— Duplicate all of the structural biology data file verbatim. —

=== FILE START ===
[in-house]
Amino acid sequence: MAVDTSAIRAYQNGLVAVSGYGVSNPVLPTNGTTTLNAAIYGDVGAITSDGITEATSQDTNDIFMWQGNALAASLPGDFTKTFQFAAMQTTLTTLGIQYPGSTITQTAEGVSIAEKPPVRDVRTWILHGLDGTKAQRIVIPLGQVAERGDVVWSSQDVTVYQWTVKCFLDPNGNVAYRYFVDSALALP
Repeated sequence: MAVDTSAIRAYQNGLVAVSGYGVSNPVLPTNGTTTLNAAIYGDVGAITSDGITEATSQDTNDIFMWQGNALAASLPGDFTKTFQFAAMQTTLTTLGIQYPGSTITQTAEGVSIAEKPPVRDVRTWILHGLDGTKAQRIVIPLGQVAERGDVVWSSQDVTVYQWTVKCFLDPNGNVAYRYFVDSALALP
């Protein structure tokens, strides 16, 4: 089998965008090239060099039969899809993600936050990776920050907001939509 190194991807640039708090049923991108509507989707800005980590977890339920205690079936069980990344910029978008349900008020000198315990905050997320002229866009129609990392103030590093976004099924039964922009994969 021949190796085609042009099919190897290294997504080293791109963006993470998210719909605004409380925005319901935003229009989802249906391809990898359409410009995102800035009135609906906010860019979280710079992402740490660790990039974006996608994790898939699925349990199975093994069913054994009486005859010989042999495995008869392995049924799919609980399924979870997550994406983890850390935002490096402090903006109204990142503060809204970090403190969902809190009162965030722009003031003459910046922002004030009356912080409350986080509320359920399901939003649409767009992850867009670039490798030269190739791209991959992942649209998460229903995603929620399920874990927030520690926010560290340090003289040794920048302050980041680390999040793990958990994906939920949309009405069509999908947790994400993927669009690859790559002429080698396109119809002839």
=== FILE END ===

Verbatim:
[in-house]
Amino acid sequence: MAVDTSAIRAYQNGLVAVSGYGVSNPVLPTNGTTTLNAAIYGDVGAITSDGITEATSQDTNDIFMWQGNALAASLPGDFTKTFQFAAMQTTLTTLGIQYPGSTITQTAEGVSIAEKPPVRDVRTWILHGLDGTKAQRIVIPLGQVAERGDVVWSSQDVTVYQWTVKCFLDPNGNVAYRYFVDSALALP
Repeated sequence: MAVDTSAIRAYQNGLVAVSGYGVSNPVLPTNGTTTLNAAIYGDVGAITSDGITEATSQDTNDIFMWQGNALAASLPGDFTKTFQFAAMQTTLTTLGIQYPGSTITQTAEGVSIAEKPPVRDVRTWILHGLDGTKAQRIVIPLGQVAERGDVVWSSQDVTVYQWTVKCFLDPNGNVAYRYFVDSALALP
């Protein structure tokens, strides 16, 4: 089998965008090239060099039969899809993600936050990776920050907001939509 190194991807640039708090049923991108509507989707800005980590977890339920205690079936069980990344910029978008349900008020000198315990905050997320002229866009129609990392103030590093976004099924039964922009994969 021949190796085609042009099919190897290294997504080293791109963006993470998210719909605004409380925005319901935003229009989802249906391809990898359409410009995102800035009135609906906010860019979280710079992402740490660790990039974006996608994790898939699925349990199975093994069913054994009486005859010989042999495995008869392995049924799919609980399924979870997550994406983890850390935002490096402090903006109204990142503060809204970090403190969902809190009162965030722009003031003459910046922002004030009356912080409350986080509320359920399901939003649409767009992850867009670039490798030269190739791209991959992942649209998460229903995603929620399920874990927030520690926010560290340090003289040794920048302050980041680390999040793990958990994906939920949309009405069509999908947790994400993927669009690859790559002429080698396109119809002839």